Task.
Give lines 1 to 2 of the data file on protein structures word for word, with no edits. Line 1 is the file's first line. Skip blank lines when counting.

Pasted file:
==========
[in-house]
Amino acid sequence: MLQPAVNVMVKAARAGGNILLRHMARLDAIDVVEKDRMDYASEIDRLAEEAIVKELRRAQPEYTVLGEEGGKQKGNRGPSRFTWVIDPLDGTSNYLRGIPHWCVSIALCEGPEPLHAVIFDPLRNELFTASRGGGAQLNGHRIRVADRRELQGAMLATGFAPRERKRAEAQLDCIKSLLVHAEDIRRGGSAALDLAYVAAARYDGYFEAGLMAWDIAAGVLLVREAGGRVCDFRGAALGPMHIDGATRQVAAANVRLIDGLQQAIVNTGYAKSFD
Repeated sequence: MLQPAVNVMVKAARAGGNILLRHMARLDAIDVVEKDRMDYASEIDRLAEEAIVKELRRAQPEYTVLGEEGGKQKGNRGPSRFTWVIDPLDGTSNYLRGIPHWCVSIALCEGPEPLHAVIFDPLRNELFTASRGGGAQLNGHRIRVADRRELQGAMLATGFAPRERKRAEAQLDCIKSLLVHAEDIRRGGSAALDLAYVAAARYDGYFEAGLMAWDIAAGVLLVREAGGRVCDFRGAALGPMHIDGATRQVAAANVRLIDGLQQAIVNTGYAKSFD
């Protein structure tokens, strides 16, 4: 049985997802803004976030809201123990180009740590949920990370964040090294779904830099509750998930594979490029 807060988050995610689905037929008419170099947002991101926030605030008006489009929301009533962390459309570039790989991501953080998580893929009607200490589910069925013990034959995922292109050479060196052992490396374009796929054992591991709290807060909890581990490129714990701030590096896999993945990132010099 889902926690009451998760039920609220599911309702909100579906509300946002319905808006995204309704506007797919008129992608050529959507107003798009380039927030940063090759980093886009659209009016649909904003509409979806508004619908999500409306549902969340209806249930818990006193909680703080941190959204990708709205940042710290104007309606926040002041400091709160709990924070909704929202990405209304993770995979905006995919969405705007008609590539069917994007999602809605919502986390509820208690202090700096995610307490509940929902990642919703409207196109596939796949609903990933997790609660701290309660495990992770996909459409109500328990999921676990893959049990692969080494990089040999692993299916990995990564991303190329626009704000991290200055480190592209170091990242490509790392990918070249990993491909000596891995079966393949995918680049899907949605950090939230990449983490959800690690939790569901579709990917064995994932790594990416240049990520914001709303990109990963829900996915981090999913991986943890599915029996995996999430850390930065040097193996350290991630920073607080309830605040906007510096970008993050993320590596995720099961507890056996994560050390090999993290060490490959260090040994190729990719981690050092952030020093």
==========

[in-house]
Amino acid sequence: MLQPAVNVMVKAARAGGNILLRHMARLDAIDVVEKDRMDYASEIDRLAEEAIVKELRRAQPEYTVLGEEGGKQKGNRGPSRFTWVIDPLDGTSNYLRGIPHWCVSIALCEGPEPLHAVIFDPLRNELFTASRGGGAQLNGHRIRVADRRELQGAMLATGFAPRERKRAEAQLDCIKSLLVHAEDIRRGGSAALDLAYVAAARYDGYFEAGLMAWDIAAGVLLVREAGGRVCDFRGAALGPMHIDGATRQVAAANVRLIDGLQQAIVNTGYAKSFD